Businesses also grew by combining into trusts. In a trust, a small group of business people, called trustees, acquire enough shares in several competing firms to control those companies. The trustees are then able to manage and direct a group of companies in a unified way, in effect, creating a single firm out of competing firms. The trustees could prevent competition among the firms that were part of the trust. A leading example was the Standard Oil Trust, formed in Ohio in 1882 by John D. Rockefeller and his associates. Within a decade, trusts dominated many industries.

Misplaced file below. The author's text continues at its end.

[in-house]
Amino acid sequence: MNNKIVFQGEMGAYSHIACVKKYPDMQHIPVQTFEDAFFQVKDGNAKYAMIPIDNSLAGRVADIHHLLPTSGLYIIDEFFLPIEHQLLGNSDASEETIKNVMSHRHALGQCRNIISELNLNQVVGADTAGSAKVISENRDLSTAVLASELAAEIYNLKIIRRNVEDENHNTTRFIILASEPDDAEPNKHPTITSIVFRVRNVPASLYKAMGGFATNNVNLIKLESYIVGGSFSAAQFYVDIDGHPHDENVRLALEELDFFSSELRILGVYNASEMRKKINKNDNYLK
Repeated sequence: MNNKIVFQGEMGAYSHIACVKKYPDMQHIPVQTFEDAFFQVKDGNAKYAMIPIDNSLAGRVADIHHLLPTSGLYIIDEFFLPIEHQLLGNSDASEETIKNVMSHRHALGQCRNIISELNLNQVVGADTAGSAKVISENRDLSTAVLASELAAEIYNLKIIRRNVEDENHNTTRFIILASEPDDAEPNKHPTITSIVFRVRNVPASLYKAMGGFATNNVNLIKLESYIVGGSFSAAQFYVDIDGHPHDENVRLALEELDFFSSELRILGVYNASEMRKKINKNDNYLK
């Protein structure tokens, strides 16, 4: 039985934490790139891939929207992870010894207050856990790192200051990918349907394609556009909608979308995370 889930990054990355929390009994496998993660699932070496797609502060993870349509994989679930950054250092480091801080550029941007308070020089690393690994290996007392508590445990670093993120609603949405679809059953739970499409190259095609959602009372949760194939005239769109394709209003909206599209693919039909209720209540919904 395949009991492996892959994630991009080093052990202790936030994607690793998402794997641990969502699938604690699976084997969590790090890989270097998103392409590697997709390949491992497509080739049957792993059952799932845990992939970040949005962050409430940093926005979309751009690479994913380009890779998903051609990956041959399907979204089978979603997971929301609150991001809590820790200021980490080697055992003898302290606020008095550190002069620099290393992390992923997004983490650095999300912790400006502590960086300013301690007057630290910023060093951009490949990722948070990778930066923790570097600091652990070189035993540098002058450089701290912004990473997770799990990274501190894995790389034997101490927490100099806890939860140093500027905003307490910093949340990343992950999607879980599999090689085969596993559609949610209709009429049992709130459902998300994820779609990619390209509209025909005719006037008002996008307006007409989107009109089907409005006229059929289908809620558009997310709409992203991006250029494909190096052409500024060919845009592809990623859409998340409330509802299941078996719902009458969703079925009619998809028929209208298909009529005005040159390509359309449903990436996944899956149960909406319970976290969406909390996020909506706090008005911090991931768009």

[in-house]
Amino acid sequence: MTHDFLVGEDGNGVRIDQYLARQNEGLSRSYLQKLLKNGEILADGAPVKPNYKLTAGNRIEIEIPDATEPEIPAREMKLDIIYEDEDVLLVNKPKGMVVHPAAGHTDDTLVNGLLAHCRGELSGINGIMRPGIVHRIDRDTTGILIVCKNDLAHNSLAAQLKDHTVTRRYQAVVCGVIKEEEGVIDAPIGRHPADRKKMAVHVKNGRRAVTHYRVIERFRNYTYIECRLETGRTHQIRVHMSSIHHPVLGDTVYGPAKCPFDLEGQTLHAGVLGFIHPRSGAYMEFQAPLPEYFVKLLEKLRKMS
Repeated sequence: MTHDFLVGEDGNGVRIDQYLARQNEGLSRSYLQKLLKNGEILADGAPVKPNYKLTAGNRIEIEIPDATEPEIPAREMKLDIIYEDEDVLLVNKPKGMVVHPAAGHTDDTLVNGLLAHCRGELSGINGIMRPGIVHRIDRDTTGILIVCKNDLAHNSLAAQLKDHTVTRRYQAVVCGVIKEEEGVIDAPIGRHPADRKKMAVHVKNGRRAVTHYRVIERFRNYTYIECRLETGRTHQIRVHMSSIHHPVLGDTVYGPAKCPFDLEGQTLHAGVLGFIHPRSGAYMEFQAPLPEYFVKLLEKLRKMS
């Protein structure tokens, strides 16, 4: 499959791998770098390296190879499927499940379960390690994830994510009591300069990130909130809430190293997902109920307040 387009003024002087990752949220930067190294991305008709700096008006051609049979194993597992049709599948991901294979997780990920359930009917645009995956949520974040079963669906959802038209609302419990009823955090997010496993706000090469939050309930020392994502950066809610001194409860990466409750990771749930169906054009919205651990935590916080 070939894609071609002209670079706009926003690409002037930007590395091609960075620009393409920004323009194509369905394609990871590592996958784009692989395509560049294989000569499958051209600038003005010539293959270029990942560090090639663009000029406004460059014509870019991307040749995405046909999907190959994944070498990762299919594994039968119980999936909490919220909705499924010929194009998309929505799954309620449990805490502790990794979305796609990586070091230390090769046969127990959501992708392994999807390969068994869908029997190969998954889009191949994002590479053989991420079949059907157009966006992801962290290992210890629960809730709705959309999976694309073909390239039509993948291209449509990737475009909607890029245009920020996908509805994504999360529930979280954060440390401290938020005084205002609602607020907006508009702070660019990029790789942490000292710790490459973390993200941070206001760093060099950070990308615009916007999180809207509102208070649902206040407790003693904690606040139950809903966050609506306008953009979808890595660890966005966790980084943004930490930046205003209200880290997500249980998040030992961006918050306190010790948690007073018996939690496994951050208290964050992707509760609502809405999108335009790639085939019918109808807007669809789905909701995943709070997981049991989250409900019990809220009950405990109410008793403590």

States tried to regulate trusts, but big businesses eluded state control. Afraid that trusts would destroy competition, Congress in 1890 passed the Sherman Antitrust Act. The act banned businesses from joining together in ways that controlled markets, as trusts had been doing. It also outlawed monopoly, in which only a single seller or producer supplies a commodity or a service. But the law defined neither trust nor monopoly and was poorly enforced. The courts threw out cases against the trusts and used the law mainly to declare unions illegal combinations in restraint of trade. For instance, the court declared unions that organized boycotts or strikes impeded the flow of commerce and thus violated federal law. Standard Oil, however, continued without interference. In 1892, to avoid Ohio laws, Standard Oil incorporated in New Jersey as a holding company, a corporation with only one purpose: to buy out the stock of other companies.